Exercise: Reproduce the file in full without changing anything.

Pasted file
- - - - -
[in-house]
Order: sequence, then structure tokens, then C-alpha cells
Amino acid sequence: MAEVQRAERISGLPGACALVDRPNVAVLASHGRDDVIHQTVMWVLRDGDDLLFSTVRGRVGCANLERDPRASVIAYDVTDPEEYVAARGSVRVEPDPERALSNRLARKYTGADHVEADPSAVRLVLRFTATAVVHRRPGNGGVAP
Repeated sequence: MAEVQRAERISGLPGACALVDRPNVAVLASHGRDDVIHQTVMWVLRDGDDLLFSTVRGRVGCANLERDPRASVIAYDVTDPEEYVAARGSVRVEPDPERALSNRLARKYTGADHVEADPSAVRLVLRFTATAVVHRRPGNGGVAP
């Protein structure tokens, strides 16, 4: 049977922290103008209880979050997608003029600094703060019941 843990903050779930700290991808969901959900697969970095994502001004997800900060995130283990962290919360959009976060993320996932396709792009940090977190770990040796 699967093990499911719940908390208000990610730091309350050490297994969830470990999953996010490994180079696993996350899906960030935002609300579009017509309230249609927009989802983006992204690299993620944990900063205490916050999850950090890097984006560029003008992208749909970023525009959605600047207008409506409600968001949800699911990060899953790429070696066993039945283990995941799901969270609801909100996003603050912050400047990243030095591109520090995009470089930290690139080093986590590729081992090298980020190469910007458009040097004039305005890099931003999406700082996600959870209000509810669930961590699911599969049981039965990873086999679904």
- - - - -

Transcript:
[in-house]
Order: sequence, then structure tokens, then C-alpha cells
Amino acid sequence: MAEVQRAERISGLPGACALVDRPNVAVLASHGRDDVIHQTVMWVLRDGDDLLFSTVRGRVGCANLERDPRASVIAYDVTDPEEYVAARGSVRVEPDPERALSNRLARKYTGADHVEADPSAVRLVLRFTATAVVHRRPGNGGVAP
Repeated sequence: MAEVQRAERISGLPGACALVDRPNVAVLASHGRDDVIHQTVMWVLRDGDDLLFSTVRGRVGCANLERDPRASVIAYDVTDPEEYVAARGSVRVEPDPERALSNRLARKYTGADHVEADPSAVRLVLRFTATAVVHRRPGNGGVAP
């Protein structure tokens, strides 16, 4: 049977922290103008209880979050997608003029600094703060019941 843990903050779930700290991808969901959900697969970095994502001004997800900060995130283990962290919360959009976060993320996932396709792009940090977190770990040796 699967093990499911719940908390208000990610730091309350050490297994969830470990999953996010490994180079696993996350899906960030935002609300579009017509309230249609927009989802983006992204690299993620944990900063205490916050999850950090890097984006560029003008992208749909970023525009959605600047207008409506409600968001949800699911990060899953790429070696066993039945283990995941799901969270609801909100996003603050912050400047990243030095591109520090995009470089930290690139080093986590590729081992090298980020190469910007458009040097004039305005890099931003999406700082996600959870209000509810669930961590699911599969049981039965990873086999679904």